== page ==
Up to now, we have published several blog posts focusing on the live migration performance in our experimental Openstack deployment – performance analysis of post-copy live migration in Openstack and an analysis of the performanceof live migration in Openstack. While we analyzed the live migration behaviour using different live migration algorithms (read our previous blog posts regarding pre-copy and post-copy (hybrid) live migration performance) we observed that both live migration algorithms can easily saturate our 1Gb/s infrastructure and that is not fast enough, not for us! Fortunately, our friends Robayet Nasim and Prof. Andreas Kassler from Karlstad University, Sweden also like their live migrations as fast and reliable as possible, so they kindly offered their 10 Gb/s infrastructure for further performance analysis. Since this topic is very much in line with the objectives of the COST ACROSS action which both we (ICCLab!) and Karlstad are participants of, this analysis was carried out under a 2-week short term scientific mission (STSM) within this action. This blog post presents a short wrap-up of the results obtained focusing on the evaluation of post-copy live migration in OpenStack using 10Gb/s interfaces and comparing them with the performance of the 1Gb/s setup. The full STSM report can be found here.Continue reading →
In our previous blog posts we mostly focused on virtual machine live migration performance comparing pre-copy, post-copy and hybrid approaches in an Openstack context rather than exploring other live migration features. Libvirt together with the Qemu hypervisor provides many migration configuration options. One of these options is a possibility to use tunneled live migration. Recently we found that the current libvirt tunneling implementation is not supported in post-copy migration. Consequently, In order to make the post-copy patch more production ready we decided to support the community and add support for post-copy tunneled live migration to libvirt on our own. This blog post describes the whole story of immersing ourselves into the open source community and hacking an established open source project since we believe this experience can be generalized. Continue reading →
We have shed blood, sweat and tears trying to get post-copy live migration working in OpenStack over the last month: this blogpost explains all the necessary steps to make it work and hopefully it will save future post-copy pioneers some pain. In our previous blog post we focused on setting it up in QEMU. This time we consider the bigger picture spanning all the levels of Openstack from system kernel requirements to setting up the right flags in the Nova configuration file in the OpenStack environments running QEMU / KVM with Libvirt. Continue reading →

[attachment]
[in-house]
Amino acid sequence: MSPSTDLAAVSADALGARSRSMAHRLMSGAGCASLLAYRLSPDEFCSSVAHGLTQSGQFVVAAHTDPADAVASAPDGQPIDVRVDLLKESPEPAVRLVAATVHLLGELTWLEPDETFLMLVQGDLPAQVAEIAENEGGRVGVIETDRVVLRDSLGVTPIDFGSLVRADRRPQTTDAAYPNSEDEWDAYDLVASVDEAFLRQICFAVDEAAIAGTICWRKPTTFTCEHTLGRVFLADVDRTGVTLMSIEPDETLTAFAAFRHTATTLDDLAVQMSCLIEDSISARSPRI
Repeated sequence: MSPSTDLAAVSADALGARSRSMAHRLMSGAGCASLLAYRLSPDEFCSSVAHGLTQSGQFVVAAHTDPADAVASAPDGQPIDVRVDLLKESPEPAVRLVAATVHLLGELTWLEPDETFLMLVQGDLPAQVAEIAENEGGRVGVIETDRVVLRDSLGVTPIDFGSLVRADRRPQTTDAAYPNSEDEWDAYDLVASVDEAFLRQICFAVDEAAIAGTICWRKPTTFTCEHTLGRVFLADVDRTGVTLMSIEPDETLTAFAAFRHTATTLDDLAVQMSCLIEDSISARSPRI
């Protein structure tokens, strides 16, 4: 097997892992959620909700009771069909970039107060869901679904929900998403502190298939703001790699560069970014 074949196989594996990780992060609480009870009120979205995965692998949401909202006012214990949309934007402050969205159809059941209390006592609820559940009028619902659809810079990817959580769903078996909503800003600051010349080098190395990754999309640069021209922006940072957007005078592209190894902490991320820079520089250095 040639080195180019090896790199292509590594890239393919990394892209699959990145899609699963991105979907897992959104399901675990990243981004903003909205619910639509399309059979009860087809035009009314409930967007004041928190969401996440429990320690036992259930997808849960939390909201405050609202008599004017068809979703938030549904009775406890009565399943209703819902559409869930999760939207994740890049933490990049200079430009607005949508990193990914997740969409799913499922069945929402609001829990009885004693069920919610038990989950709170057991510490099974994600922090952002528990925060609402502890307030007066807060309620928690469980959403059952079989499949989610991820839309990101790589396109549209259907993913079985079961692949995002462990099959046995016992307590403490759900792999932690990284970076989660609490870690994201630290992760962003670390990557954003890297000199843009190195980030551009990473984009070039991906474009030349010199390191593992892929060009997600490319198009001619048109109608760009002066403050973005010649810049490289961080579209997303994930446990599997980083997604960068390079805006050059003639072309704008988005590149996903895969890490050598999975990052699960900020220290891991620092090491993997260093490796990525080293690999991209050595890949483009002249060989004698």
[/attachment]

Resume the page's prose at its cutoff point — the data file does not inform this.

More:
Hurray! We have finally deployed QEMU 2.1.5 with post-copy live migration support on our servers! But before we get to that, a little bit of context… in our previous blog posts we focused on performance analysis of pre-copy live migration in Openstack. So far all of our experiments were done using QEMU version 1.2 with KVM acceleration. As we were keen to do some experimentation with post-copy live migration, we had to upgrade to the very new QEMU 2.1.5 which provides post-copy live migration support in one of its branches. (More generally, there have been significant enhancements in QEMU since version 1.2 – of November 2012 – and hence we expected better performance and reliability in pre-copy as well). This blog post focuses on our first hands-on experience with post-copy live migration in QEMU.
ICCLab had the privilege to talk about our latest research activities in “Rating, Charging & Billing” & “Performance analysis of live migrations in OpenStack” at the #vBrownBag Tech talks which were held as part of OpenStack summit in Paris. Here we provide a short summary of each talk and include the captured video for your viewing pleasure!
Previously, we analyzed the performance of virtual machine (VM) live migration in different scenarios under OpenstackIcehouse. Until now, all our experiments were performed on essentially unloaded servers – clearly, this means that the results are not so widely applicable. Here, we analyze how the addition of load to the physical hosts and the network impacts the behaviour of both block live migration (BLM) and live migration (LM). (Note that the main difference is that BLM migrates the VM disk via the network while LM uses shared storage between source and destination hosts and the disk is not migrated at all). Continue reading →
We continue our recent work regarding an analysis of the performance of live migration in Openstack Icehouse. Our previous results focused on block live migration in Openstack, without shared storage configured between computing nodes. In this post we focus on the performance of live migration in the system with a shared file system configured, compare it with block live migration and try to determine scenarios more suitable for each approach. Continue reading →
Since our servers have been set up for live migration with Openstack Icehouse, we wondered how live migration would perform. We measured the duration of the migration process, VM downtime duration and the amount of data transfered via the ethernet during a live migration. All tests were performed across 5 different VM flavors to examine the impact of the flavor. Another point we were curious about is how higher memory load of VMs can impact migration performance. Here, we present the results of our experiments which show how live mgration works in these different scenarios.